News Analysis: Airlift only short-term solution to Cubans trapped in Costa Rica

January 5, 2016 6:22 am 

SAN JOSE, Jan. 4 — A burgeoning humanitarian crisis in Central America seemed to have got a temporary solution last Tuesday when regional countries agreed to begin next week airlifting around 8,000 Cuban migrants from Costa Rica to El Salvador.

With the first flight set for early January, the migrants will then be transferred to Mexico by bus before continuing their journey onto the U.S., their final destination.

The number of Cuban migrants traveling to the U.S. dramatically increased in 2015, as fears have grown that the rapprochement between Washington and Havana will see the favorable American immigration policy for Cubans be scrapped soon.

The Cuban Adjustment Act, passed in 1966, states that the Cubans who arrive on American soil will be fast-tracked for work permits, economic assistance and permanent residency status.

It is estimated that over 43,000 Cubans entered the U.S. during 2015, while around 24,000 in 2014. Many are now choosing to risk the long route through Central American countries as the U.S. Coast Guard keeps patrolling the Straits of Florida.

The sheer scale of Cubans pouring into the borders led Nicaragua to shut its borders on Nov. 15, leaving thousands stuck in Costa Rica and Panama.

Nicaragua's refusal to budge has been such that it did not participate in the meetings between Mexico, Panama, Costa Rica, El Salvador and Honduras to solve the situation.

Upon its announcement on Tuesday, the airlift plan was hailed as a huge breakthrough. Costa Rican Foreign Minister Manuel Gonzalez called it "absolutely exceptional" as a lasting example of regional cooperation.

Nevertheless, while the airlift will certainly come as a relief for the currently stranded Cubans, it remains little more than a stopgap.

To start with, there is no guarantee that all the Cubans will be transported to El Salvador. If they are, no timeframe has been made clear. Even the basic question of who will pay for all these flights has not been fully settled.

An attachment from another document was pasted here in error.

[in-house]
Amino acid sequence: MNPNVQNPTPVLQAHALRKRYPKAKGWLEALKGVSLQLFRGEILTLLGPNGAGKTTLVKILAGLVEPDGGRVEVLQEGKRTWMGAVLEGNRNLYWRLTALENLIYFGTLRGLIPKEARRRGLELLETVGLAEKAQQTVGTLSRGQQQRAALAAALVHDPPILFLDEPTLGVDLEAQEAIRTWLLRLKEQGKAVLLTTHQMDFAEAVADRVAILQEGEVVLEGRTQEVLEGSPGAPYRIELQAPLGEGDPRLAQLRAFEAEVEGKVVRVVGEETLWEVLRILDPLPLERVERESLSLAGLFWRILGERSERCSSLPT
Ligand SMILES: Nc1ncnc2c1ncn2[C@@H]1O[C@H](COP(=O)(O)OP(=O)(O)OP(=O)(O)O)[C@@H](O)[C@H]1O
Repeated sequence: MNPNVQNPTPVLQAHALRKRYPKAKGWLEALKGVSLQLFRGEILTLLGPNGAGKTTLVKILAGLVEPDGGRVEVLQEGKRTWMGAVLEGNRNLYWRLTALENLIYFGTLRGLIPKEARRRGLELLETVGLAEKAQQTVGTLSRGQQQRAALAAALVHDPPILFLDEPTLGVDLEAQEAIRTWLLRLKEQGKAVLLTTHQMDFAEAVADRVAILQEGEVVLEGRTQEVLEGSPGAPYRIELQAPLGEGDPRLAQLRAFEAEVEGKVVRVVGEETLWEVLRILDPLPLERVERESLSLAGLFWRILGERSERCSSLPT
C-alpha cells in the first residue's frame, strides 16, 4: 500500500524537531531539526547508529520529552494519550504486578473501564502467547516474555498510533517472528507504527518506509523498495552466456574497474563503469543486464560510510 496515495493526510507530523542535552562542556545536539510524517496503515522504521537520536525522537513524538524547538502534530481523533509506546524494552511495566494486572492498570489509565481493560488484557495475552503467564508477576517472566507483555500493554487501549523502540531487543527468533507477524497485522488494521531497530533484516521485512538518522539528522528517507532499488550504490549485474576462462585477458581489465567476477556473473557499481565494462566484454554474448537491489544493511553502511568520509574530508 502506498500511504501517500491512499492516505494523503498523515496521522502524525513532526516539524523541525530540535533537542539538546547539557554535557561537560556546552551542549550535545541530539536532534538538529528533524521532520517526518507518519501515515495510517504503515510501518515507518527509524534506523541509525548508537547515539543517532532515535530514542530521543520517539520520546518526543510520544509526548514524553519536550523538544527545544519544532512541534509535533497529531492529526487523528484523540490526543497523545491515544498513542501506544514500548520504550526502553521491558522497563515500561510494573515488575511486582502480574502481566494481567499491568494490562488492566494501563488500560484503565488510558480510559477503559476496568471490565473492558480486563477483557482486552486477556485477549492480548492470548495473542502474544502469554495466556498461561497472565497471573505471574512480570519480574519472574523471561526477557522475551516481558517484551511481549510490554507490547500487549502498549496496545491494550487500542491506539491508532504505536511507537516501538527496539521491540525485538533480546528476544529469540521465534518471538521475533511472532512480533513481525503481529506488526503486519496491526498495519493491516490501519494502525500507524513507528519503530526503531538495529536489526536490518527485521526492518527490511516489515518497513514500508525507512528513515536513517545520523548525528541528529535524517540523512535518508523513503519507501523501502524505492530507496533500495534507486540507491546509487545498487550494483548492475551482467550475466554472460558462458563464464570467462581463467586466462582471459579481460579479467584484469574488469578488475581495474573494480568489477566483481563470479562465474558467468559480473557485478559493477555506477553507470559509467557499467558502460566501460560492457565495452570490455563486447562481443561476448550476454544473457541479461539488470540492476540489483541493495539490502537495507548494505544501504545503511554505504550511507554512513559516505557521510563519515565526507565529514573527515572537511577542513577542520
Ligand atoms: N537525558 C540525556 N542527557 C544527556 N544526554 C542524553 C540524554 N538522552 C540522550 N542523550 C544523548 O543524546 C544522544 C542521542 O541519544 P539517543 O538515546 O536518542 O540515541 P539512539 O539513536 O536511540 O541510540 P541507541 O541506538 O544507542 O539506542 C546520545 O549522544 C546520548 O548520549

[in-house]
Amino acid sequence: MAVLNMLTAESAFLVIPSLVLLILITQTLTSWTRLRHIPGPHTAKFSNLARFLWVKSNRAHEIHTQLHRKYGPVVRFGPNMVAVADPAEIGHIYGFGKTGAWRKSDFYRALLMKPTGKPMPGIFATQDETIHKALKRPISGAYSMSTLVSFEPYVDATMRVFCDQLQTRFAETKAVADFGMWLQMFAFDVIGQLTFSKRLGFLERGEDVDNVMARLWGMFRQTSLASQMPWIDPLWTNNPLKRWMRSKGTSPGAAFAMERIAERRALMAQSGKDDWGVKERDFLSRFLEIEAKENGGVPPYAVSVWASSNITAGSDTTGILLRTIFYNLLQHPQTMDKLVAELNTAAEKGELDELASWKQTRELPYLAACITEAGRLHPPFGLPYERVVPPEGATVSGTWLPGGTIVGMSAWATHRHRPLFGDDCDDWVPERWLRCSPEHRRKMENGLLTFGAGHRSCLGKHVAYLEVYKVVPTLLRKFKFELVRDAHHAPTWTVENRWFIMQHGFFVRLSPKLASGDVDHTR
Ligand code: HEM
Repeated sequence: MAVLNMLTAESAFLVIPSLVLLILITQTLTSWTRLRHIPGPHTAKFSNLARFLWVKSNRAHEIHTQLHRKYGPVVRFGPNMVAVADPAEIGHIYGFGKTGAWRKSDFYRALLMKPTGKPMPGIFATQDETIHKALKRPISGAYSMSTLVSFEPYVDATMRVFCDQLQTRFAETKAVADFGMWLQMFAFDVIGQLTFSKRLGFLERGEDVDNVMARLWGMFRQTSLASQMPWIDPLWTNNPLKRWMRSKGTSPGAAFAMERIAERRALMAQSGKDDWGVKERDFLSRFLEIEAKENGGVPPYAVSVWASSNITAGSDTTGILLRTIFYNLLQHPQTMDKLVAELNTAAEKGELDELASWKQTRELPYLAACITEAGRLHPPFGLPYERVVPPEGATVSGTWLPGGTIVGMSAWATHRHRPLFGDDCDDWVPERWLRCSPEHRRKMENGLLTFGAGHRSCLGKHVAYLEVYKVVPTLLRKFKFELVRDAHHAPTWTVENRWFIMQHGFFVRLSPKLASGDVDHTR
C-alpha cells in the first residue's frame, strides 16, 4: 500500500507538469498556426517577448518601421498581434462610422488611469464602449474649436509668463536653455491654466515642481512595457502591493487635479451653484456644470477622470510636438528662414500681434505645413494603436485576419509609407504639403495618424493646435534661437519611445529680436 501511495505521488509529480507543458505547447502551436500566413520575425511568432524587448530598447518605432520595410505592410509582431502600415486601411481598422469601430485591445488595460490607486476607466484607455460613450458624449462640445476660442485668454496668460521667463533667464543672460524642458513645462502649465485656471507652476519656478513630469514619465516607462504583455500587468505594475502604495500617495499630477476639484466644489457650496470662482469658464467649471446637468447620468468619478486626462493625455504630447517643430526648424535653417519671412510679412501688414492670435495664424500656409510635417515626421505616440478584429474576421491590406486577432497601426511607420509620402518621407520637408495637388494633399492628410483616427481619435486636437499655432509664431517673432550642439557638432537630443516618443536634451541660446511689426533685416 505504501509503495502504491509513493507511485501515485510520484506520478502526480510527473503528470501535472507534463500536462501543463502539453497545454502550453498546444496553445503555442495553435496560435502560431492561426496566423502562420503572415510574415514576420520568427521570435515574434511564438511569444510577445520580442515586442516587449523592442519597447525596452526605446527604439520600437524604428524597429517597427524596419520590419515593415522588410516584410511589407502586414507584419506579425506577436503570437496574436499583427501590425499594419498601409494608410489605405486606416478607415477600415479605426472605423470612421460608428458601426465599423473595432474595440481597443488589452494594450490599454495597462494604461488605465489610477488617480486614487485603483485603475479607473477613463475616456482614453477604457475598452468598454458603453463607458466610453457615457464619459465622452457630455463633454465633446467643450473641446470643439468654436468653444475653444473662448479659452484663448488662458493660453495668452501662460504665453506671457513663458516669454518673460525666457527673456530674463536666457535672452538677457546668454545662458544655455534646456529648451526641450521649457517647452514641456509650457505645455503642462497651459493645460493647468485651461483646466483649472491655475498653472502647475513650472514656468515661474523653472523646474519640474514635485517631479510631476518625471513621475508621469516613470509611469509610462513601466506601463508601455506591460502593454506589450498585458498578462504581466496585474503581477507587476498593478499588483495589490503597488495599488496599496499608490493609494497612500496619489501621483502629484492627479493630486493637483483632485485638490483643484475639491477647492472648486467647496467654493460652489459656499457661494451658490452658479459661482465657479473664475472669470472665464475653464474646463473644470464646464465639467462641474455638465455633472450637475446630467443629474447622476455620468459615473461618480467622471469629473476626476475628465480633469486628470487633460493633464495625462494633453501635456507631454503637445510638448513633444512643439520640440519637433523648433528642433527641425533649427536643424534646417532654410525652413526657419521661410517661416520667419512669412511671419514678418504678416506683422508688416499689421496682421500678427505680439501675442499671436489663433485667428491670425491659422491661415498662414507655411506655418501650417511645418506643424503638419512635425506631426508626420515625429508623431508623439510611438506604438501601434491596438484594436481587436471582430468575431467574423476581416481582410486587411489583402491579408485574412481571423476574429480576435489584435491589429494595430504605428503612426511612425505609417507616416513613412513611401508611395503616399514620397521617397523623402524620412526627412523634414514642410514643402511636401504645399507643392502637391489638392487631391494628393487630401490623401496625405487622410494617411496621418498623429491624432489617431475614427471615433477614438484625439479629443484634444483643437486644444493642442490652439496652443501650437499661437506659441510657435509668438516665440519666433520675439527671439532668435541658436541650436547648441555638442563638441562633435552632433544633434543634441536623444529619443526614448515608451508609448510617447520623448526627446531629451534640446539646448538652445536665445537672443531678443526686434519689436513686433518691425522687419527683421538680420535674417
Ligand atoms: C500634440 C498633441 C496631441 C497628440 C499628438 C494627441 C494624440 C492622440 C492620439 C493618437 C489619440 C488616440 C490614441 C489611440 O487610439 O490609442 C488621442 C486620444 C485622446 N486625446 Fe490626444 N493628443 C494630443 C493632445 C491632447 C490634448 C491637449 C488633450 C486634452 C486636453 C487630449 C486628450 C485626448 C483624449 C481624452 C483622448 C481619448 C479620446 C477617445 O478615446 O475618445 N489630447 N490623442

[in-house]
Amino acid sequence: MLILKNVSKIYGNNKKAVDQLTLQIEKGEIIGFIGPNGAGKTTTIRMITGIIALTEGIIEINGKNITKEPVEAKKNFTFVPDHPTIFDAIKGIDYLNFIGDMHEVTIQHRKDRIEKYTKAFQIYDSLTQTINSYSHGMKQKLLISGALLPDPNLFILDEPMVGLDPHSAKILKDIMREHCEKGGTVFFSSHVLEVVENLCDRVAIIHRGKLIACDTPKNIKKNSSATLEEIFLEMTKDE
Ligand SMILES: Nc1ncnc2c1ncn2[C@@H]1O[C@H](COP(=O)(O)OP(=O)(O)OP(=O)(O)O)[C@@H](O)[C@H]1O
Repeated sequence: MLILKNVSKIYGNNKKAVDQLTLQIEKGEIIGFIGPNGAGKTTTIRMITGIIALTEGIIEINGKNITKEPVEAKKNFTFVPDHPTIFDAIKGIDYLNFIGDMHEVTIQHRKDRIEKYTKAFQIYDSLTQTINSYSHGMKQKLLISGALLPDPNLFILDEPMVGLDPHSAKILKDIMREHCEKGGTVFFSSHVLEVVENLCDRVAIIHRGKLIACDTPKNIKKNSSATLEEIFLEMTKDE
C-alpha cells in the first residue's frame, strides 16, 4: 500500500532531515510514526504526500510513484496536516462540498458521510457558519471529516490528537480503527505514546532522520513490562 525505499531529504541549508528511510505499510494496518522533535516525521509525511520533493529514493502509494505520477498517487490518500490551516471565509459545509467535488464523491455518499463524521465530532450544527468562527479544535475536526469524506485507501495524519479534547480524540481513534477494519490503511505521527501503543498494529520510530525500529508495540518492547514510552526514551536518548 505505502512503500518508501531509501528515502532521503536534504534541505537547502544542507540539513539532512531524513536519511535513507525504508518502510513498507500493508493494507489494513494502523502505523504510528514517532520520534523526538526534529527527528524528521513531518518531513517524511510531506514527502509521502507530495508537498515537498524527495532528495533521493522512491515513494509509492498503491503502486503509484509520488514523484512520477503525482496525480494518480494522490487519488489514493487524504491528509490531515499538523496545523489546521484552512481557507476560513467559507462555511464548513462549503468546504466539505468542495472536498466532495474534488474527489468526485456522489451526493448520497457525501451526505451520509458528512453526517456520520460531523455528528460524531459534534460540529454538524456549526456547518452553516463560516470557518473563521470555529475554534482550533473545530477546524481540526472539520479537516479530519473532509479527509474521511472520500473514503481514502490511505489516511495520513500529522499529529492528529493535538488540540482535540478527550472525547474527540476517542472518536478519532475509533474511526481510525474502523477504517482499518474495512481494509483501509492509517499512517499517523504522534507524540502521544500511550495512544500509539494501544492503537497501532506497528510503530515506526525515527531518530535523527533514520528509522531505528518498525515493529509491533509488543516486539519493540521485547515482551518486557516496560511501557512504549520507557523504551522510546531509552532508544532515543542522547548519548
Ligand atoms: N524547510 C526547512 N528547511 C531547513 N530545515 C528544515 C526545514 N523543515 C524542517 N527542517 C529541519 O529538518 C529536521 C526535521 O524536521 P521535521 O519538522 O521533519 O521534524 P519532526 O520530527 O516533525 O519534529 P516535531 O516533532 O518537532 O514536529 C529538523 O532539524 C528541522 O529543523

Furthermore, any Cubans now trapped in Costa Rica will be deported as the airlift will not apply to them.

As Ecuador has canceled its no-visa policy for Cubans and Nicaragua attacked the immigrants with tear gas, the plight of the Cubans transiting Central American countries is not getting easier.

However, the deal does not solve any long-term issues.

With 8,000 Cubans still stranded in Costa Rica, Cuban officials have poured scorn on the U.S. authorities, reiterating that the current migrant crisis was caused by "the migratory privileges" Washington has offered Cuban migrants.

Cuban President Raul Castro has been adamant that the "wet foot, dry foot" policy by the U.S. is racist and encourages people trafficking.

Until Washington abandons its politically motivated "wet foot, dry foot" policy, more Cubans are willing to risk their lives on their way to America.

Furthermore, this migratory policy continues to be one of the main obstacles preventing the full normalization of ties between the U.S. and Cuba.

However, any policy change of this kind is unlikely to happen before U.S. presidential elections in November 2016. For many of the Republican Party, including Senator Marco Rubio, Cuba represents the last ideological bastion of the Cold War. In their eyes, the Castros are enemies of the U.S. that must be fought and their people must be welcomed, if possible.

As a result, the Cuban lobby in Florida is so influential that President Barack Obama will not risk shutting out Cuban immigrants, for fear of Florida voting Republican.

This hedging means that more Cubans are likely to make the perilous trip through South and Central America to Mexico and then the U.S. border.

The new airlift operations will help those currently stranded, but urgent planning is needed to deal with the upcoming complex situation. (PNA/Xinhua)

RMA/SSC

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